If you google “Kirtan” (Keer-tahn) and watch some of the You tube clips, it may look a bit hippie dippy yahoo man, especially when everyone’s got their eyes closed, arms waving in the air, looking like they are under some sort of trance or narcotic. It could well be a scene from Woodstock.
I didn’t google before going to my first Kirtan, so I really didn’t know what to expect, and being new to yoga, I was nervous and felt a bit out of place. I was so self conscious of not being able to sit cross legged, let alone in lotus pose, and oh my lord there’s singing!
There was a little too much going on for me to really let go and enjoy the experience, but something about it stayed with me. A seed had been planted.
There are things you need to know about me and singing, I love it, when I’m on my own and no one else can see or hear me. In my wild youth and some not so youthful years, I have been known to attend a party or two, guitar slung across shoulder, belting out the best from the 70’s and 80’s, of course there’s a catch, never ever did I do this sober. I was too shy, always felt like my voice wasn’t good enough, my guitar playing wasn’t good enough, and really that me, as in I, wasn’t good enough.
Well, the man mat and I have come a long way on our yoga journey and I can now tell you of my experience of Kirtan, and what it means for me. Kirtan is a yogic practice of singing and chanting sacred mantras, where we sing, play instruments such as harmonium, drums, guitar & flute, and come together as a group and as a community. Kirtan is practiced in a call and response manner, the kirtanist sings a line and the audience sing it back. I can now google, watch and know what people practicing Kirtan are experiencing. Its called happiness!
Three years on my man mat and I’ve had an another amazing yogic experience and discovery. Through practicing asana and pranayama, my chest has expanded, giving my heart more openness and room to share and receive love. All I needed to find was a way to verbalise these effects, and I did, or rather it found me. Since that first Kirtan three years ago, I have been to a few more, and as I grew confident with my yoga practise, space was opening up for new experiences. We held a Kirtan jam at our house , and things were so different, the stage fright experienced in the past when I had tried to sing or speak was nowhere to be found. Closing my eyes, sitting on my man-mat, guitar under wing, leading a rendition of the Kirtan Sita Ram was a proud and loud Yogi John. Kirtan had found me, only this time I was open and ready to receive the beauty of its grace, and surrender myself to the practice.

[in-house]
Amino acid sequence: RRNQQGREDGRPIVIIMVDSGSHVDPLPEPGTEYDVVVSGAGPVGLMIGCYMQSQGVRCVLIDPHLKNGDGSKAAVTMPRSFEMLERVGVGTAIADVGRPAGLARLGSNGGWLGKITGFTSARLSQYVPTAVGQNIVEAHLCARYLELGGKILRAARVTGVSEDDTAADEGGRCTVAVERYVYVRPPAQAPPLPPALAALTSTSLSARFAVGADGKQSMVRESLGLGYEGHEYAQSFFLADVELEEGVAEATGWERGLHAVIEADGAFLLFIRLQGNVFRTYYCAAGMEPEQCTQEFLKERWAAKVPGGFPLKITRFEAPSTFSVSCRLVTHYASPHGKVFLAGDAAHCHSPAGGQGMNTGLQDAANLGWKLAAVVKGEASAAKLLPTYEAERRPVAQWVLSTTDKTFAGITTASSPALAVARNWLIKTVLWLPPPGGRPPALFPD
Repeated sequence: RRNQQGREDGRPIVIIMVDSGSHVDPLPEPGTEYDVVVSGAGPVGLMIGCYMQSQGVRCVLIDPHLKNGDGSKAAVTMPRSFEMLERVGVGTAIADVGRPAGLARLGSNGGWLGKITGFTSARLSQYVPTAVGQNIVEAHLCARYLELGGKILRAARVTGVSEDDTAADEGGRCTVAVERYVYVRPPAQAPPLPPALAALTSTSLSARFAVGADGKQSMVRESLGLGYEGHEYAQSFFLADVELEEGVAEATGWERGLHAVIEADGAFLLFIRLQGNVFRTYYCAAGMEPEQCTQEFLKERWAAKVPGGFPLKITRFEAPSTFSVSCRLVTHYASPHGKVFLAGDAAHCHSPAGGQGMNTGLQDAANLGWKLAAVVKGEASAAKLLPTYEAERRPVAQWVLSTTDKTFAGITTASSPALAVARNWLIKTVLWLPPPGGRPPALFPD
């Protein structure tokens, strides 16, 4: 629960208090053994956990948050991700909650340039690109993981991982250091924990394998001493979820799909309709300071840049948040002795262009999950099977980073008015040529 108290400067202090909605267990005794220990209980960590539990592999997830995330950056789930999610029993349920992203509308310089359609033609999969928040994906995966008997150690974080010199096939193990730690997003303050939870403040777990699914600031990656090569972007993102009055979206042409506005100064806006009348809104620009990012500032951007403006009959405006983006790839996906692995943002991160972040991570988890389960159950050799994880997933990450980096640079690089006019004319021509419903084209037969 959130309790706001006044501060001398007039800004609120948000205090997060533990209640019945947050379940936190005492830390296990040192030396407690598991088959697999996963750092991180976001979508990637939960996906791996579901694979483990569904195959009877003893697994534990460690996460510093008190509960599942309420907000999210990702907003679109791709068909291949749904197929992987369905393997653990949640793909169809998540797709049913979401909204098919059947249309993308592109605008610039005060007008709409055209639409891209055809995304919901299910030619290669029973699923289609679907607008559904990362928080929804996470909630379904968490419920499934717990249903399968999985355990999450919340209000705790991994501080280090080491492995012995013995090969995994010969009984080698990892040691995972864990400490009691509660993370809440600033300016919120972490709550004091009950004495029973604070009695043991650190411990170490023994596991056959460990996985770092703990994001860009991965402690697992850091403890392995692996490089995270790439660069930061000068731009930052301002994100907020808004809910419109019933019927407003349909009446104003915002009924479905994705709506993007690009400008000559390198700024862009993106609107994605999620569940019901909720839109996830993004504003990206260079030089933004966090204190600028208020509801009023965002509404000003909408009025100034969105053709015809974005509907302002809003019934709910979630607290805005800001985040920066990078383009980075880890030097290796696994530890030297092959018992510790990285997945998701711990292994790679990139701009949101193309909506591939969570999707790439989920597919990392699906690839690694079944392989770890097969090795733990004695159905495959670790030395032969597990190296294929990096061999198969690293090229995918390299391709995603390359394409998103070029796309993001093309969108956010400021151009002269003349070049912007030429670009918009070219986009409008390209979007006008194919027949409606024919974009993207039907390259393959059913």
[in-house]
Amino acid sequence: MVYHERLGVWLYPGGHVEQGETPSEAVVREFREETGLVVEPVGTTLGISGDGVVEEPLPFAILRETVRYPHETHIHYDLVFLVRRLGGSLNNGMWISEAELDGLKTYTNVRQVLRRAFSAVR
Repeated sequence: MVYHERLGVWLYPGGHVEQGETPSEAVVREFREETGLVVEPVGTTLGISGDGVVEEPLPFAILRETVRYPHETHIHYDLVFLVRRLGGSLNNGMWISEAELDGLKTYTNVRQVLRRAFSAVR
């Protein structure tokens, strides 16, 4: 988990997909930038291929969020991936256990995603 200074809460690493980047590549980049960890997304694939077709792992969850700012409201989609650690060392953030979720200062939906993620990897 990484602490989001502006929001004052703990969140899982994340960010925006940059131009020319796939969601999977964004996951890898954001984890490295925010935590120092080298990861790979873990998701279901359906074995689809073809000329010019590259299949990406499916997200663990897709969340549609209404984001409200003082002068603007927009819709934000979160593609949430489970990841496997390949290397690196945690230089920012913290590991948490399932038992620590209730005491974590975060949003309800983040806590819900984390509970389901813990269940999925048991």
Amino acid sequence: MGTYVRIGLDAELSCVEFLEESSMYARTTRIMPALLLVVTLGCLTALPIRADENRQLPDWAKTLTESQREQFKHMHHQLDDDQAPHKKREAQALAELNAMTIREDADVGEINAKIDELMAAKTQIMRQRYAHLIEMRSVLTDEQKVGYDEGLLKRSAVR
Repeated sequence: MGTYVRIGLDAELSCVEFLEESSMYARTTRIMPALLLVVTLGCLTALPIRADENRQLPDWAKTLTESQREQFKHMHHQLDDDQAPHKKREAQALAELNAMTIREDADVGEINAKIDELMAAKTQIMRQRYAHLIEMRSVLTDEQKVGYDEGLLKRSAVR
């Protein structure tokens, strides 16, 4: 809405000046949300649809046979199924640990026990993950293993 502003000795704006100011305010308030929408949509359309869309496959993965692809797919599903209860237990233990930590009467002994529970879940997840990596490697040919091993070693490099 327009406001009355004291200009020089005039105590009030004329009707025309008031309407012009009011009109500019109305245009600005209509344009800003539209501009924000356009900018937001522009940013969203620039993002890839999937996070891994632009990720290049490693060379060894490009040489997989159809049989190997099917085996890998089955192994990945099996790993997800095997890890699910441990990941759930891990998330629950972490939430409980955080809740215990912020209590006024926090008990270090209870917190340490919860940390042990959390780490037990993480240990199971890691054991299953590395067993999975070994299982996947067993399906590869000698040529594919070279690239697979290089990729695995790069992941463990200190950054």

An invitation to lead a Kirtan at a yoga centre came, it was a big step away from the comforts and security of home. I practiced a new kirtan, singing and playing for weeks leading up to the event, all the while pondering on what transformations kirtan was bringing into my life. When my feet left the ground, in the form of “Should I acquire a Pavaroti scarf and perhaps request a rider” my beautiful partner would lovingly reground me, reminding me that Kirtan is not a performance but a practise. So I’m guessing the Bee Gees one piece is out too?
The night came and I could feel my stage fright resurfacing, but on the other hand a powerful sense of calling came over me. I was meant to be here for some reason. I settled into my space in front of the microphone, my eyes closed, I started, and what came out was a voice I hadn’t heard before, a voice full of love, soul, and devotion. I was fully connected with the moment and feeling the beauty of kirtan. I was singing and celebrating, loud and proud, I was sharing yoga. I felt completely at one with the music and with the people singing with me.
Since that night I have gone on to take part and lead in quite a few Kirtan jams where I have played and sung with that same openness and sense of joy. I have just participated in an Akandha Kirtan, six hours of unbroken chanting of the Maha Mantra. There has been mention of a twenty four hour one, the man mat and I will be there for sure.
Come to kirtan with an open heart and open mind, it’s not what you see on the outside or on google, but what you feel on the inside.
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Copyright © 2013 John Falepau